Doctors key in helping women maintain exercise during pregnancy, School of Medicine-Wichita study shows

A simple follow-up from an obstetrician could be an easy and effective way to encourage pregnant women to keep to an exercise routine during pregnancy, according to a recent study from the School of Medicine–Wichita.

Of the more than 140 women surveyed, nearly 14 percent said doctors and nurses can help them stay with an exercise program by simply asking about it at each visit. Twelve percent of women said encouragement would help, and 9.6 percent said they would like a specific exercise plan from their doctors.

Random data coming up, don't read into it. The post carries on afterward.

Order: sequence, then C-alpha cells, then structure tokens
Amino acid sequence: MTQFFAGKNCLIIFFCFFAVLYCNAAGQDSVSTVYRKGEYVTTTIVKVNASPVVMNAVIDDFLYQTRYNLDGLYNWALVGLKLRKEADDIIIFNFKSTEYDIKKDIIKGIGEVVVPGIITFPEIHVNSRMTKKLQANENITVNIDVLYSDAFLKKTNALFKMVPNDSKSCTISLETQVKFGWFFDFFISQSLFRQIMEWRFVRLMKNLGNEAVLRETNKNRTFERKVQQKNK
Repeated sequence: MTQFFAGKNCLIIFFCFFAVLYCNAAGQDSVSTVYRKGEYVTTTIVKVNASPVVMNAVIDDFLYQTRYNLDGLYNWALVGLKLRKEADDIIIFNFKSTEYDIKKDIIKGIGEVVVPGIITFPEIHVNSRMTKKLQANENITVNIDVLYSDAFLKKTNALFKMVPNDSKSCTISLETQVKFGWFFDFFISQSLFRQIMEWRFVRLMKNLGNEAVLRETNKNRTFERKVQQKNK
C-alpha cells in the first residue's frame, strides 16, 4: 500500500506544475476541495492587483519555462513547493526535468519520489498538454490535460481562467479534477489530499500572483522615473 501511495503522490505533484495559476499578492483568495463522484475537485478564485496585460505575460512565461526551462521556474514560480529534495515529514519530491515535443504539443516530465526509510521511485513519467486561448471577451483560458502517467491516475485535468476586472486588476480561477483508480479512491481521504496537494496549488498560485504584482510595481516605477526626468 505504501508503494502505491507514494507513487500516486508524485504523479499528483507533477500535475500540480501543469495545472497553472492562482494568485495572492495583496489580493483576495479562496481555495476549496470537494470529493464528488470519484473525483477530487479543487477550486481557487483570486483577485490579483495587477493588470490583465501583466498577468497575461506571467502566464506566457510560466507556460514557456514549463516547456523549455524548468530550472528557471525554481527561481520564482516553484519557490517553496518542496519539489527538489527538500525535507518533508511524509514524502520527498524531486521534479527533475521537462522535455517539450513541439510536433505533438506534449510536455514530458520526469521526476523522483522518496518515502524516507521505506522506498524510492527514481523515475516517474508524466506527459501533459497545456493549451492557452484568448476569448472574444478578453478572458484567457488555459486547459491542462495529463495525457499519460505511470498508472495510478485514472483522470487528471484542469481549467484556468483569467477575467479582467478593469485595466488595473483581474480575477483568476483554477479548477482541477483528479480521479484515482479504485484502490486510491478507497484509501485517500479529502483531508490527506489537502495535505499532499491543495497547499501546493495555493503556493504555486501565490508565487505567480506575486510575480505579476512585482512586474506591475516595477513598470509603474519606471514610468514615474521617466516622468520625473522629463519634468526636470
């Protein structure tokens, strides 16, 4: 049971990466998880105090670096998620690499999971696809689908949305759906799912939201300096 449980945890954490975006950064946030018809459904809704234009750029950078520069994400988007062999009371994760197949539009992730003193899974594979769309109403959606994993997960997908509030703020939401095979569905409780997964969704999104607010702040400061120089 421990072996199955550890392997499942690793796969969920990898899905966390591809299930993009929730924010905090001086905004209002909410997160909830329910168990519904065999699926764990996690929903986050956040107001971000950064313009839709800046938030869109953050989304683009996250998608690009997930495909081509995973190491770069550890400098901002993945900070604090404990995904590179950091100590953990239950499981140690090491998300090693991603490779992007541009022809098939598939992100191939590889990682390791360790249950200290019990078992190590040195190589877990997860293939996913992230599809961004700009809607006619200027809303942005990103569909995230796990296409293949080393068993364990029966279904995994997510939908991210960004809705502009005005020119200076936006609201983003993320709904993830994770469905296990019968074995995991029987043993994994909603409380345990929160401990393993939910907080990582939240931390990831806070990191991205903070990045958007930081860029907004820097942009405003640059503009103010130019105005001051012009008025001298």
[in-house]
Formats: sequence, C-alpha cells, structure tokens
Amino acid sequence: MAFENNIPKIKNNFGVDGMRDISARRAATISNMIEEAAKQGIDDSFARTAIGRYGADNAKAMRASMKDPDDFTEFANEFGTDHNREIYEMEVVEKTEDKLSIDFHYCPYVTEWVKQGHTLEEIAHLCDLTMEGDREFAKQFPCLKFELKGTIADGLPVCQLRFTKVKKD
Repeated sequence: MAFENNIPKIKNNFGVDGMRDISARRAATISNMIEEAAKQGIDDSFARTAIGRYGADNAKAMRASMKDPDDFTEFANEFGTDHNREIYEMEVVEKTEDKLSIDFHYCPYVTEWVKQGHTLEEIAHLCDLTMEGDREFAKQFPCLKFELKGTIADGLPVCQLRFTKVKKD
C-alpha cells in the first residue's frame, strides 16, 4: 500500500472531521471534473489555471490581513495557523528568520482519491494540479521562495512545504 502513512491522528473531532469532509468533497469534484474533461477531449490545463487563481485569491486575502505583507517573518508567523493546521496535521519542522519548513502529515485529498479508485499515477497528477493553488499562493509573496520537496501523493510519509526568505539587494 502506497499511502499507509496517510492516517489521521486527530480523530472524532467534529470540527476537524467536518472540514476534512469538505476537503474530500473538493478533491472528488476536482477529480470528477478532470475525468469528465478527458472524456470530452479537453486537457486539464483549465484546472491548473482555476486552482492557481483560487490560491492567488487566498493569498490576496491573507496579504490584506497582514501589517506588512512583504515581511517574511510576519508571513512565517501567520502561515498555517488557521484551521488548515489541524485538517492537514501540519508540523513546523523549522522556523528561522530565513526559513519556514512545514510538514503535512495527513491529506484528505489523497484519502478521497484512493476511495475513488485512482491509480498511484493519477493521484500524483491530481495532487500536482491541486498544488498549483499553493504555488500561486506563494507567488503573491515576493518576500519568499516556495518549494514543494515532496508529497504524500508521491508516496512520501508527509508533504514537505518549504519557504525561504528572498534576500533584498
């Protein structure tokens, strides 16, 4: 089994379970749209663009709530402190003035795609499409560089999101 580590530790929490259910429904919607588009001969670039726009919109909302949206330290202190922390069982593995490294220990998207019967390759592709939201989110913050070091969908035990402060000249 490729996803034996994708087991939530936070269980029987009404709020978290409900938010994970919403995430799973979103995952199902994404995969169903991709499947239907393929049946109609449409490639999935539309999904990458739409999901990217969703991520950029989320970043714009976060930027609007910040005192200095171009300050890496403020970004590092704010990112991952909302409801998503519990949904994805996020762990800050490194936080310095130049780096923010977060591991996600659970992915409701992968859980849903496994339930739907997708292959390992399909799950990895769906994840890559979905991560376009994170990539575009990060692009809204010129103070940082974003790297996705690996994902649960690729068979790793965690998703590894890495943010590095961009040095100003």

Women reported a decrease in exercise as their pregnancies progressed, citing physical discomfort, fatigue, or vacation.

The maternal and fetal benefits of exercise during pregnancy have been well documented but few studies have addressed the adherence to exercise guidelines or why women are not able to meet minimum exercise recommendations. The purpose of the study was to learn about pregnant women’s exercise habits, motivations and barriers in order to better counsel women during prenatal and postpartum care.

“Women were asked what health care providers could do to help them stay active during pregnancy. The most common response was to simply ask them about their exercise each visit,” said Pamela J. Rizza, a fourth-year medical student at the School of Medicine-Wichita at the time of the study and one of its authors. “This would serve as a reminder as well as a motivator to the patient and send the message that health care providers believe exercise during pregnancy is important to maximize positive maternal-fetal outcomes.”

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